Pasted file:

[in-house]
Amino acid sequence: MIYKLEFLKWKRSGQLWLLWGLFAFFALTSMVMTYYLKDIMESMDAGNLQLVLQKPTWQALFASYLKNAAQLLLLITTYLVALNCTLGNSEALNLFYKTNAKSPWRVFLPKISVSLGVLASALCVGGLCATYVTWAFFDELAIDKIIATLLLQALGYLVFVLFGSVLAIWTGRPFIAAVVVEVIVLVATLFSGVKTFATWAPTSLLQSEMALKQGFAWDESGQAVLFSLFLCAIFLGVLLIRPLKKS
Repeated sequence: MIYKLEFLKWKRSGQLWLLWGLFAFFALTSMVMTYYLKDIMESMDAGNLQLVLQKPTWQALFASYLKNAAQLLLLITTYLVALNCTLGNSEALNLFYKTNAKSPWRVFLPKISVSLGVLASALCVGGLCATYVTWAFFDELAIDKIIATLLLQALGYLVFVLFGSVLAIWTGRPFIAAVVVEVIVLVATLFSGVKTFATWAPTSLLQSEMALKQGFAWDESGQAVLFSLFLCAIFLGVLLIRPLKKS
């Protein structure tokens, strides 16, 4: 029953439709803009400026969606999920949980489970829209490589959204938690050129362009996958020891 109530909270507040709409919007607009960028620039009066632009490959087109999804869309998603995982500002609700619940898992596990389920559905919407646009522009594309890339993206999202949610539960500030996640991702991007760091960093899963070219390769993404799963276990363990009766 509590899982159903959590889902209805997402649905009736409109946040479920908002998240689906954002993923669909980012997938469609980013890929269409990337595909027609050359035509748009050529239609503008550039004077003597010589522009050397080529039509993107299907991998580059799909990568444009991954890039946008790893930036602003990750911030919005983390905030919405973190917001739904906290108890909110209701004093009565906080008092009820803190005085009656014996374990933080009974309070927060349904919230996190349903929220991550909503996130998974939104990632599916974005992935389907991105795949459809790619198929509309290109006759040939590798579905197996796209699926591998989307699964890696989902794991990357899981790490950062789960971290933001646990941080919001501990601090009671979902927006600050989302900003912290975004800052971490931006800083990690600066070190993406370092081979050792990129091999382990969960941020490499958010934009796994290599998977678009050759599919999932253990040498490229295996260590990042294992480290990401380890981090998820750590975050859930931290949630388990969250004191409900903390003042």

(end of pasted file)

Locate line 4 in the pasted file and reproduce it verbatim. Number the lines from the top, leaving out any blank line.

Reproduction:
């Protein structure tokens, strides 16, 4: 029953439709803009400026969606999920949980489970829209490589959204938690050129362009996958020891 109530909270507040709409919007607009960028620039009066632009490959087109999804869309998603995982500002609700619940898992596990389920559905919407646009522009594309890339993206999202949610539960500030996640991702991007760091960093899963070219390769993404799963276990363990009766 509590899982159903959590889902209805997402649905009736409109946040479920908002998240689906954002993923669909980012997938469609980013890929269409990337595909027609050359035509748009050529239609503008550039004077003597010589522009050397080529039509993107299907991998580059799909990568444009991954890039946008790893930036602003990750911030919005983390905030919405973190917001739904906290108890909110209701004093009565906080008092009820803190005085009656014996374990933080009974309070927060349904919230996190349903929220991550909503996130998974939104990632599916974005992935389907991105795949459809790619198929509309290109006759040939590798579905197996796209699926591998989307699964890696989902794991990357899981790490950062789960971290933001646990941080919001501990601090009671979902927006600050989302900003912290975004800052971490931006800083990690600066070190993406370092081979050792990129091999382990969960941020490499958010934009796994290599998977678009050759599919999932253990040498490229295996260590990042294992480290990401380890981090998820750590975050859930931290949630388990969250004191409900903390003042």